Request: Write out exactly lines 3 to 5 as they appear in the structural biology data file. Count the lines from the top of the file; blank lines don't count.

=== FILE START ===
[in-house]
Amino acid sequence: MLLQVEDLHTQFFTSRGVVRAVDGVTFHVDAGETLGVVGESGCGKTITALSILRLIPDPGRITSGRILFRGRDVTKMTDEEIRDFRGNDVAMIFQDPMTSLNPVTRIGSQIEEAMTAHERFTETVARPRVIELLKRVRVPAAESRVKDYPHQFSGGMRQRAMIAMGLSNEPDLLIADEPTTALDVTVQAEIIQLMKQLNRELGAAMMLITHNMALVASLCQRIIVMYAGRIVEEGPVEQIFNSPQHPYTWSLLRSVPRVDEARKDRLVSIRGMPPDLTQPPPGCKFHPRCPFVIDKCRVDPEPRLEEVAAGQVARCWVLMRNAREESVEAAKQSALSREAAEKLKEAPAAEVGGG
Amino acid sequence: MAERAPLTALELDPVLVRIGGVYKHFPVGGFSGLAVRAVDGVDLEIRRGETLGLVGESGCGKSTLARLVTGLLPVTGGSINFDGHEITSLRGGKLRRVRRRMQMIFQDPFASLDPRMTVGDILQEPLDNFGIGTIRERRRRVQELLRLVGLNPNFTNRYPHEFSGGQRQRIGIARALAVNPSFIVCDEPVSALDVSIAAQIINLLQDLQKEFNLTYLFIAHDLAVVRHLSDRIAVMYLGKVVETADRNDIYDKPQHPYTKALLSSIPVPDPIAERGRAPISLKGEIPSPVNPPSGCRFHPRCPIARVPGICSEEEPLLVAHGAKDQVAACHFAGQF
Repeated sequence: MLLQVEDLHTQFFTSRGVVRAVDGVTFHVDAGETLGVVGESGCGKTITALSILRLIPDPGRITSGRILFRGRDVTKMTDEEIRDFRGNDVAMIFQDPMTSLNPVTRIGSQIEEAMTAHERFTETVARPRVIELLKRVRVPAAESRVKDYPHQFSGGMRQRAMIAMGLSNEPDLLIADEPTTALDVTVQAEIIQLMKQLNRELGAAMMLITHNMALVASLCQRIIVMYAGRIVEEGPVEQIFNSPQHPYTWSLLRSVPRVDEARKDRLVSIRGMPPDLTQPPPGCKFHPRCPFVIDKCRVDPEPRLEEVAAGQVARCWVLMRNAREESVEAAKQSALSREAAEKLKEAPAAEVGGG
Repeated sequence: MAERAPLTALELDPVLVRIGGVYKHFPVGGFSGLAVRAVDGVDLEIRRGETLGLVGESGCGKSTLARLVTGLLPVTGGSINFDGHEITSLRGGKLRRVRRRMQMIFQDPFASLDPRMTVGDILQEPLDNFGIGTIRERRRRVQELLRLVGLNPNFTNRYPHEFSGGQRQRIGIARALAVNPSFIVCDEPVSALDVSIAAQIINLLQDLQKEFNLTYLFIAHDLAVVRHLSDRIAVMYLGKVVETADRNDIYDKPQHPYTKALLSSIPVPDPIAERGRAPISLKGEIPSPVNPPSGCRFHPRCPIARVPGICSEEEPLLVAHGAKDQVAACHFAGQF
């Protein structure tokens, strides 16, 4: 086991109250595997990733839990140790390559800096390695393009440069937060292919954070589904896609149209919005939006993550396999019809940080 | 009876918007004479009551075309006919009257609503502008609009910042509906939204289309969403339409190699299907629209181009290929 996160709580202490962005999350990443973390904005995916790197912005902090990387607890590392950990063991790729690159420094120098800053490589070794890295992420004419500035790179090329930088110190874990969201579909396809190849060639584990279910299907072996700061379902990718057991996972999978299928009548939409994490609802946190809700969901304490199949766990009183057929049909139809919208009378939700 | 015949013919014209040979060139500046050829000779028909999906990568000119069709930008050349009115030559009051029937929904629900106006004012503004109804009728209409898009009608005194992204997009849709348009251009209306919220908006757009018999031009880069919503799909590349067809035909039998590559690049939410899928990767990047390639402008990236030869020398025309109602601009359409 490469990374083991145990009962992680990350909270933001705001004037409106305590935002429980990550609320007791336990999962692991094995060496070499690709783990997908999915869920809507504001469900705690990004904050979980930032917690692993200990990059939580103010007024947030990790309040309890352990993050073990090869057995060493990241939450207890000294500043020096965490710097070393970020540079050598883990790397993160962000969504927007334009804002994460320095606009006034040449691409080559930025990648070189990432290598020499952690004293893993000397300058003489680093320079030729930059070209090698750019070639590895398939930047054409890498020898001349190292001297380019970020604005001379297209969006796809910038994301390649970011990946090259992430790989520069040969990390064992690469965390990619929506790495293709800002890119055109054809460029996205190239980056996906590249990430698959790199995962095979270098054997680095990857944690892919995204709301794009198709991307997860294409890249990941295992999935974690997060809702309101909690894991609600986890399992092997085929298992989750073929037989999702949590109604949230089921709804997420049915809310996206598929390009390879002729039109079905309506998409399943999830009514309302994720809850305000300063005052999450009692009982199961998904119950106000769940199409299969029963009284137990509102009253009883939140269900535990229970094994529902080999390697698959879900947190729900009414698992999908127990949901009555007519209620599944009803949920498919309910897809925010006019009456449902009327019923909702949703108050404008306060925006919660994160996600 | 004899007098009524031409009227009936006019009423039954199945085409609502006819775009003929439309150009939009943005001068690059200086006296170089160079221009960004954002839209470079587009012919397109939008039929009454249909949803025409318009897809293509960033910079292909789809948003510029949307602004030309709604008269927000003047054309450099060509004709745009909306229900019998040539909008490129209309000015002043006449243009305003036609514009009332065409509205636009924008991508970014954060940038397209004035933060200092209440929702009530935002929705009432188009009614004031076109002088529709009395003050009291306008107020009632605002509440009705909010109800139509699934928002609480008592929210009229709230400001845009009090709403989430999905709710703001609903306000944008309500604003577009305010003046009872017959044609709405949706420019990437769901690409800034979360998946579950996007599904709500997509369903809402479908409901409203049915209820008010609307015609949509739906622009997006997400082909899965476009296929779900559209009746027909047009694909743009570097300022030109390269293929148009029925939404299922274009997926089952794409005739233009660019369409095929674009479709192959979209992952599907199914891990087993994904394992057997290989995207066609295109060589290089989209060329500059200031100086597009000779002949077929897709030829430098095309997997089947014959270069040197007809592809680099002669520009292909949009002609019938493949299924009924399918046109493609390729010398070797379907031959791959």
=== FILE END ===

Amino acid sequence: MAERAPLTALELDPVLVRIGGVYKHFPVGGFSGLAVRAVDGVDLEIRRGETLGLVGESGCGKSTLARLVTGLLPVTGGSINFDGHEITSLRGGKLRRVRRRMQMIFQDPFASLDPRMTVGDILQEPLDNFGIGTIRERRRRVQELLRLVGLNPNFTNRYPHEFSGGQRQRIGIARALAVNPSFIVCDEPVSALDVSIAAQIINLLQDLQKEFNLTYLFIAHDLAVVRHLSDRIAVMYLGKVVETADRNDIYDKPQHPYTKALLSSIPVPDPIAERGRAPISLKGEIPSPVNPPSGCRFHPRCPIARVPGICSEEEPLLVAHGAKDQVAACHFAGQF
Repeated sequence: MLLQVEDLHTQFFTSRGVVRAVDGVTFHVDAGETLGVVGESGCGKTITALSILRLIPDPGRITSGRILFRGRDVTKMTDEEIRDFRGNDVAMIFQDPMTSLNPVTRIGSQIEEAMTAHERFTETVARPRVIELLKRVRVPAAESRVKDYPHQFSGGMRQRAMIAMGLSNEPDLLIADEPTTALDVTVQAEIIQLMKQLNRELGAAMMLITHNMALVASLCQRIIVMYAGRIVEEGPVEQIFNSPQHPYTWSLLRSVPRVDEARKDRLVSIRGMPPDLTQPPPGCKFHPRCPFVIDKCRVDPEPRLEEVAAGQVARCWVLMRNAREESVEAAKQSALSREAAEKLKEAPAAEVGGG
Repeated sequence: MAERAPLTALELDPVLVRIGGVYKHFPVGGFSGLAVRAVDGVDLEIRRGETLGLVGESGCGKSTLARLVTGLLPVTGGSINFDGHEITSLRGGKLRRVRRRMQMIFQDPFASLDPRMTVGDILQEPLDNFGIGTIRERRRRVQELLRLVGLNPNFTNRYPHEFSGGQRQRIGIARALAVNPSFIVCDEPVSALDVSIAAQIINLLQDLQKEFNLTYLFIAHDLAVVRHLSDRIAVMYLGKVVETADRNDIYDKPQHPYTKALLSSIPVPDPIAERGRAPISLKGEIPSPVNPPSGCRFHPRCPIARVPGICSEEEPLLVAHGAKDQVAACHFAGQF